Thursday, 31 October 2019

A ‘Scheer’ conservative conundrum

Despite the fact that the Conservative party under Andrew Scheer won more seats and the popular vote, they were unable to form a majority government. Do we need a new leader or a change in policies?
The last election was devoid of debate on the real issues. All parties had their agenda defined by a climate change narrative which has become the basis for economic as well as social debates. The left has used rhetoric branding every conservative policy as far right and therefore against Canadian values. Identity politics has become the main starting point for any debate. Political correctness defines what and how governments should create and implement policies. In that environment it is very difficult for a conservative leader to express himself without being seen as being a bigot, a xenophobe and be branded by other disparaging epithets.
Well before the last election, the Liberals helped by the media and the education system have been able to fashion the Conservative party to their image. Increasingly conservatives have been forced to move further to the left. For a long time the party was known as the Progressive Conservative party. Progressive means moving to the left, adopting many of the principles opposite to true conservative principles. A small ‘c’ conservative used to believe in limited government, the free market, individual liberty and personal responsibility an empowerment to solve problems. In this election, none of these principles were articulated and supported in the campaign.
I did not support Andrew Scheer in the leadership race. Not because I disliked him but because of his previous position in government. In Canada it is the Speaker's responsibility to manage the House of Commons and supervise its staff. It is also the Speaker's duty to act as a liaison with the Senate and the Crown. His role was to be fair and impartial and therefore, in my view this position did not prepare him to be a leader but rather one of conciliator, and his campaign style proved that he was unable to put forward the party’s right to govern, In a climate where the previous government and its leader had been found to be deficient in many areas, Scheer was unable or perhaps unwilling to attack his opponents. In fact he allowed himself to be attacked on his social views and his citizenship.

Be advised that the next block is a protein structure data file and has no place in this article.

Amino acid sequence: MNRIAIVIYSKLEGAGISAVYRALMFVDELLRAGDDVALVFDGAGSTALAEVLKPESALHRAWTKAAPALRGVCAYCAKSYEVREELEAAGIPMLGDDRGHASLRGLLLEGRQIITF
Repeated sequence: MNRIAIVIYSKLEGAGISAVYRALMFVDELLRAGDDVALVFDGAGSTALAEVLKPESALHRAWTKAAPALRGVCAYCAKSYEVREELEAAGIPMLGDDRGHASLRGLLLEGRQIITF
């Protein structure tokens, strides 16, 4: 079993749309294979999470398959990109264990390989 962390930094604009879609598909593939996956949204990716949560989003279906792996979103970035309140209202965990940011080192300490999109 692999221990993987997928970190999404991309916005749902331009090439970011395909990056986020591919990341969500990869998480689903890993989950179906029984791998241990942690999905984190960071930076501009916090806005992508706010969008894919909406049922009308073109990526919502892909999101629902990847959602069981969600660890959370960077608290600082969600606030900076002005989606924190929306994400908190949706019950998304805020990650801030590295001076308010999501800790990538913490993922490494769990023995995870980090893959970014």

Under Scheer’s leadership the party did not differentiate itself enough to win the large cities electorate and more women voters. Economic policies were not articulated properly and used the old boutique taxation policies. Climate change which was a main electoral issue was not addressed properly with clearly defined policies and was left to a Swedish juvenile to dictate how adults should vote. There was no attack on the Prime Minister’s ethical and contemptuous behavior.
Scheer never addressed Quebec’s Bill 21, which banned religious symbols. This Bill which many found to be of a racist nature was never contrasted with attacks on his religious belief. He was attacked for not attending a Pride Parade, by no other than a former Conservative operative. The question is when did attending a parade become a prerequisite to be Prime Minister? Especially when the organizers of such a parade have banned organizations from taking part when they wanted to do so. Freedom of speech today is defined only by the left, and Scheer did not protect this right. Hate speech should never be condoned, but we should not allow others to define us through accusations of bias and bigotry when no such thing is being imposed. The Conservative Party of Canada abides by past laws and has never stopped defending them. In a democracy we still have the right to have beliefs without infringing on other people’s beliefs.
The conundrum for the Conservative Party is not whether they should choose a new leader, but rather what it stands for in the future.  A change in leadership does not require a change in individual or personality, but rather requires a change in beliefs and policies. Does the party believe in progressive ideas or does it go back to true conservative principles as mentioned above? More importantly once that determination has been made, does the party find someone who can articulate and defend these principles?
The party has some months to ponder these questions, the membership should clearly think about the country as a whole and decide whether the Conservative party is prepared to unite the country or leave it to the left to continue their policies of division to get re-elected.

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